Breathe easier, America. This New Year, the economy hits the ground running.
This isn’t the surge-and-slip recovery we’ve gotten used to since the Great Recession. We’ve got low unemployment, low inflation and low interest rates. We’ve got high growth, high stock prices and high confidence.
Economic news repeatedly surprises the experts by beating their expectations.
The rest of the globe is doing well too, thank you very much, in what economists label as “synchronized” growth that’s showing “a rare bout of synchronicity.” In short, it’s good all over at the same time.
Goldman Sachs declares the current state of the global economy “As Good As It Gets.”
“Finally in 2017, the global economy broke out of the doldrums and put to rest a lot fears people had about secular stagnation,” said IHS Markit chief economist Nariman Behravesh.
Secular stagnation is how economist Larry Summers describes the malaise that has plagued the recovery for years. In Summers’ view, several factors including an aging population but mostly a stronger tendency to save and weaker inclination to invest would persist as headwinds.
Still, there are risks to these good times.
▪ The economy could begin to overheat, given that Washington just served up a $1.5 trillion tax cut and eyes a spending push when most economists argue the economy doesn’t need a push.
▪ The Federal Reserve, which raised interest rates three times in 2017 including this month, may decide to hit that brake on the economy harder in 2018.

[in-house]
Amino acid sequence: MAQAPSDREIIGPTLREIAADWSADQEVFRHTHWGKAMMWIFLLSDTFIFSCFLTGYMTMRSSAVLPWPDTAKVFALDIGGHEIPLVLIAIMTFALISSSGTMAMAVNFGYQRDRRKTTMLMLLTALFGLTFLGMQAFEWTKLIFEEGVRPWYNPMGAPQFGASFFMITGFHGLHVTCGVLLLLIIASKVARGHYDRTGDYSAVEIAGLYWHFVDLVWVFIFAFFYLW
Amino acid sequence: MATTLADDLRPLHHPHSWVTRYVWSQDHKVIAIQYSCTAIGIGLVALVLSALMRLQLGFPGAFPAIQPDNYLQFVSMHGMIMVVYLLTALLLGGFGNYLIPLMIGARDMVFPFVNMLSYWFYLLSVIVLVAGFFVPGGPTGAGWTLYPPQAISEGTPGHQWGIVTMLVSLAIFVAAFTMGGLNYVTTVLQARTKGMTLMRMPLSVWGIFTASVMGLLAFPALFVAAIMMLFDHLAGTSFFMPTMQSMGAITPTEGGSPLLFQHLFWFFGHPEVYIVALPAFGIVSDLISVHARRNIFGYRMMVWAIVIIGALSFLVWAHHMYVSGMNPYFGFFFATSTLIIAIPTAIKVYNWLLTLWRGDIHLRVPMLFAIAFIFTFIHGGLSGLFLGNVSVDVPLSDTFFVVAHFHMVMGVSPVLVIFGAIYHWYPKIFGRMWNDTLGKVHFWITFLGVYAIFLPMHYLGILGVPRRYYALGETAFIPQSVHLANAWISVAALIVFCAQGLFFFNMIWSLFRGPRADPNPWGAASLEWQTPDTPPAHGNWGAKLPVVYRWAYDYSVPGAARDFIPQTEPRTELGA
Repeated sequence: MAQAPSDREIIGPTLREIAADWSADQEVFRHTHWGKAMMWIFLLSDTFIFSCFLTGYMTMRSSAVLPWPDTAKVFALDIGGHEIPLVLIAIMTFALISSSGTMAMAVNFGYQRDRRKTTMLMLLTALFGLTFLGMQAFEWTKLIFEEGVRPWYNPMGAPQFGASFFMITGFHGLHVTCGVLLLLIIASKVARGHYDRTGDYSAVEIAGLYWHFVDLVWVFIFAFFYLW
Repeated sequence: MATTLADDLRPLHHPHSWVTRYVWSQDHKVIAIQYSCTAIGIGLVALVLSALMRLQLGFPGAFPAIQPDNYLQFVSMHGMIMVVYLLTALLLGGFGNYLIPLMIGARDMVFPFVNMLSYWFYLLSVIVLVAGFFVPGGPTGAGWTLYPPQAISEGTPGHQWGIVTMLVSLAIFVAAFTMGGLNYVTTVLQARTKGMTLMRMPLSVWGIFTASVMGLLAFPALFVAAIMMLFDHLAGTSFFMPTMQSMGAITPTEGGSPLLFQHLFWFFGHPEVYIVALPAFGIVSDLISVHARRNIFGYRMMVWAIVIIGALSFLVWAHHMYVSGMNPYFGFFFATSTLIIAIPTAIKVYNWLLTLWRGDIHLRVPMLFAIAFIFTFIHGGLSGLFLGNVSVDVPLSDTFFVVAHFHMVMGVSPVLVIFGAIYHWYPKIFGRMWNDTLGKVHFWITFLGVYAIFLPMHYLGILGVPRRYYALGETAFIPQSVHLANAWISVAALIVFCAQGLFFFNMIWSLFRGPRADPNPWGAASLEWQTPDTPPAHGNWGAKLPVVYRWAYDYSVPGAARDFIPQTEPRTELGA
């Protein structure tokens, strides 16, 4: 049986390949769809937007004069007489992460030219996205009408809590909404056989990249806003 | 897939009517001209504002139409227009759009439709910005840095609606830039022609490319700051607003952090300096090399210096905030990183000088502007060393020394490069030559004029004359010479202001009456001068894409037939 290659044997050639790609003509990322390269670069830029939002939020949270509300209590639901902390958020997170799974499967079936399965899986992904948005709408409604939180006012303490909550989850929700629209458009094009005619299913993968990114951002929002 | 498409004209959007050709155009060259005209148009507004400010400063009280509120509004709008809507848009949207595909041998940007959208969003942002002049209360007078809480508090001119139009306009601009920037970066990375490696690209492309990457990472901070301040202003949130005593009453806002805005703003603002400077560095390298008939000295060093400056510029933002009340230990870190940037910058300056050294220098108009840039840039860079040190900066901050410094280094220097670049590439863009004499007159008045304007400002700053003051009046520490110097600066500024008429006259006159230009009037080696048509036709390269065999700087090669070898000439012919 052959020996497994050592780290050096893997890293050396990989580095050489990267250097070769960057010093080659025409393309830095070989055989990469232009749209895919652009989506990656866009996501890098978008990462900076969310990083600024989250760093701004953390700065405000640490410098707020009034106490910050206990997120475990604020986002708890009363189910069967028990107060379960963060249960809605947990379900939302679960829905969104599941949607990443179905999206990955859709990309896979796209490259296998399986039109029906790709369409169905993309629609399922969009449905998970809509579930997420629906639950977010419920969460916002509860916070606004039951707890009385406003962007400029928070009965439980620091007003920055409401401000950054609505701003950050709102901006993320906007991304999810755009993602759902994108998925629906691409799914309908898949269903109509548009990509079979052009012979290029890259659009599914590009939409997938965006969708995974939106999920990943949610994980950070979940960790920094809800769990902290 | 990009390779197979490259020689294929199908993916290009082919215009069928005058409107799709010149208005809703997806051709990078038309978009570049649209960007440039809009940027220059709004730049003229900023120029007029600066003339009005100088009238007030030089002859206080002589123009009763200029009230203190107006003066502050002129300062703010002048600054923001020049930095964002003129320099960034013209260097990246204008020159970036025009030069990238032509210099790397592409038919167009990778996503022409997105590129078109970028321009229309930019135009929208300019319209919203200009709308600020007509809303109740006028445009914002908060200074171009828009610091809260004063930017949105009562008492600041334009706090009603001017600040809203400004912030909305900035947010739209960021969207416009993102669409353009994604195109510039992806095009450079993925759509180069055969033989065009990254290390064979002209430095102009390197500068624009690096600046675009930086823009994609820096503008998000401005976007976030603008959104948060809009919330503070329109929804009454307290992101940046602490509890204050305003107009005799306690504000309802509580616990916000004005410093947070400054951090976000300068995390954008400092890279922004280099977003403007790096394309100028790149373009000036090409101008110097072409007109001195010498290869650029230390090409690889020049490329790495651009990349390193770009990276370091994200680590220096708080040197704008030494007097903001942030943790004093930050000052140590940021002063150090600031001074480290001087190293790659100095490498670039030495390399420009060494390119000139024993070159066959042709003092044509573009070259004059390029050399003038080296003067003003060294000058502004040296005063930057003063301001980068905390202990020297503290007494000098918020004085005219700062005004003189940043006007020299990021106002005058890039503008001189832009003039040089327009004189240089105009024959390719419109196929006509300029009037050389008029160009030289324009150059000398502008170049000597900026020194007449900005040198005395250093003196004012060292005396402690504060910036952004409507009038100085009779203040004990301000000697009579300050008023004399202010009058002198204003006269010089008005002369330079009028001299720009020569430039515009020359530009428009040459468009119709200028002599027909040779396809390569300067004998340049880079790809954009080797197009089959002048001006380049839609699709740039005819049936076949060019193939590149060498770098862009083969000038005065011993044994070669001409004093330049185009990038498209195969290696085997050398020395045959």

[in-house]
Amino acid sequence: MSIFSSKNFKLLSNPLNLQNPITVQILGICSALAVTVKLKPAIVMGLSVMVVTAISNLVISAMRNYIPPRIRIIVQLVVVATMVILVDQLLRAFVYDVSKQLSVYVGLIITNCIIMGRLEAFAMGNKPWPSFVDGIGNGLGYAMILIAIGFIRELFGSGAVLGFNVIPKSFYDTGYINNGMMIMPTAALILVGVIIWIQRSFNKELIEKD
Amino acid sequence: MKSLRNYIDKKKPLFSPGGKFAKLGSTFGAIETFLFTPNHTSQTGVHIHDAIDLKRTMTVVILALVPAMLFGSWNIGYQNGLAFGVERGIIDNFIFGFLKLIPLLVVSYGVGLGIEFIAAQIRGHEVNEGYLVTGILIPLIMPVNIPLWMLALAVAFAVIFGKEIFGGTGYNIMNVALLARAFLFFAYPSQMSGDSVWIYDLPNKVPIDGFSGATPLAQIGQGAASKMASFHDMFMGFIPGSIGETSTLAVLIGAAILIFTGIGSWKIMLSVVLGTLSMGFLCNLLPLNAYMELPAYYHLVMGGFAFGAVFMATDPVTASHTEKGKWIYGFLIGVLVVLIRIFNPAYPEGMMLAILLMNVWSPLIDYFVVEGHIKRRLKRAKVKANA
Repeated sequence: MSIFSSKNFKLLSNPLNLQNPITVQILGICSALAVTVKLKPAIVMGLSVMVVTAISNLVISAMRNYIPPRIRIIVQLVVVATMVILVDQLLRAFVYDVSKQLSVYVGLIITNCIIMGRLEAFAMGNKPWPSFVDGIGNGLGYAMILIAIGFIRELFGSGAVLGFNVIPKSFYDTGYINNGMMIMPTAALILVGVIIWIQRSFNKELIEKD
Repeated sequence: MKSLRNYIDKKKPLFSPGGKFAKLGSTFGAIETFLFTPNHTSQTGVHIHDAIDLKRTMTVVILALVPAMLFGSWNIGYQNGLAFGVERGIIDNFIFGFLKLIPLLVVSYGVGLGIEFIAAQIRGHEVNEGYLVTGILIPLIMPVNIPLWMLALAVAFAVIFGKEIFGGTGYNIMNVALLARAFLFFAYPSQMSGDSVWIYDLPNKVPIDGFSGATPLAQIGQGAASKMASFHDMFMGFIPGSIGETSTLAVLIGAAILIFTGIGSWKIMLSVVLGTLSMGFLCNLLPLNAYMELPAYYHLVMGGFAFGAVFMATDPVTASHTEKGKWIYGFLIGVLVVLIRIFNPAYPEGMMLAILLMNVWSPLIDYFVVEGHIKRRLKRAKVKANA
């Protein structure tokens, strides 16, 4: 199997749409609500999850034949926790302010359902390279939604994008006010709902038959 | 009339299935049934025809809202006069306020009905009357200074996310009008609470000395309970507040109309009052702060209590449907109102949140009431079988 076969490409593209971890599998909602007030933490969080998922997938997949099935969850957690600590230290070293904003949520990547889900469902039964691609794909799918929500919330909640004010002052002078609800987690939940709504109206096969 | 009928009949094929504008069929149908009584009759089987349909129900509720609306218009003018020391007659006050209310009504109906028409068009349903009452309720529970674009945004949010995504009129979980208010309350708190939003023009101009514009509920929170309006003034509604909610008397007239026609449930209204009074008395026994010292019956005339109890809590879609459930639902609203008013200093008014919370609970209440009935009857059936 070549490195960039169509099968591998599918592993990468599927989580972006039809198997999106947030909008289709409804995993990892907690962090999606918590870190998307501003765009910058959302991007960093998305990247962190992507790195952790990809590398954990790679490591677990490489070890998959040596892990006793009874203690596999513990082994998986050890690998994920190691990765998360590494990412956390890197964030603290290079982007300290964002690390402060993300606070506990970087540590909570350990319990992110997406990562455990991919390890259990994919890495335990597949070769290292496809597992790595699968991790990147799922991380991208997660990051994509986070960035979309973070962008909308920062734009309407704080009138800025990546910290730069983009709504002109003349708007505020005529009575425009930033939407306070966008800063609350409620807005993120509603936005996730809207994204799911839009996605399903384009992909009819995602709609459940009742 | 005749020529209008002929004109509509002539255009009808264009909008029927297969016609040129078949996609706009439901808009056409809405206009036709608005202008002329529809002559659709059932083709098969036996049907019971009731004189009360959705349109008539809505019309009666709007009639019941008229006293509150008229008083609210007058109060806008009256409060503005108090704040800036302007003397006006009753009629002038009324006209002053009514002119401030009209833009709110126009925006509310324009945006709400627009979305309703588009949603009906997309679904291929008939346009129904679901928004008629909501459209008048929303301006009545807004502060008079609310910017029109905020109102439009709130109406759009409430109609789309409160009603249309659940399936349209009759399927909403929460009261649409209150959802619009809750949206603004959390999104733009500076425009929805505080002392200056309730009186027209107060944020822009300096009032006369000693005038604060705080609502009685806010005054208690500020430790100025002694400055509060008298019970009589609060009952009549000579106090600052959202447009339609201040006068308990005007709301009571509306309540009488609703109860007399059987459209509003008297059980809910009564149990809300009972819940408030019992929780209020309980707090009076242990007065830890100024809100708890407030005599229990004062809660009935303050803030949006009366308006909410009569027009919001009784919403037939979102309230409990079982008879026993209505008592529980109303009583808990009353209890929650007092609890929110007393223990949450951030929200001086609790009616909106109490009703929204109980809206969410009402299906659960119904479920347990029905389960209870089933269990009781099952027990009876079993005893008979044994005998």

▪ Politics holds threats, from risks to world trade via free trade negotiations in North America and England’s negotiated exit from the European Union to confrontations with North Korea.
The good news is that economic growth is robust and broad enough to keep the expansion going. Says forecaster Behravesh, it would take “one heck of a shock” to send this economy into recession.
Wells Fargo Securities economist Mark Vitner looks at the long economic recovery from the Great Recession and says it has been running backward.
Usually, economies pull out of recessions with vigor. This recovery, already long in the tooth by historical standards, has posted its most vigorous stretch of growth in the last nine months.
The nation’s Gross Domestic Product grew at a 3.1 percent pace in the second quarter of 2017. It grew 3.2 percent in the summer quarter, and strong consumer sales around the holidays mean that growth may again have reached 3 percent during the final three months.
Investment strategists Bruce Bittles and William Delwiche at Robert W. Baird & Co. stood apart from the consensus a year ago by predicting “protracted” 3 percent economic growth ahead. Moreover, they saw the economy would switch from disappointing most predictions to beating them.
Annual growth had been averaging 2.1 percent starting in 2010. Most estimates show 2017 will measure out at 2.2 percent to 2.3 percent growth, though that depends on how the last three months come out.
If the economy posts three consecutive quarters of 3 percent growth, says a report from Gluskin Sheff + Associates, it would be for the first time in 12 years. It also is fueling forecasts for growth in 2018 to reach from 2.4 percent to 2.8 percent.
“Growth has not only strengthened, it is broadening,” Vitner said.
And that’s despite of one limiting factor – labor.
“The economy could be a lot stronger today if we could find the workers,” Vitner said. “There are a lot more jobs open in manufacturing and construction than we can find qualified workers to fill them.”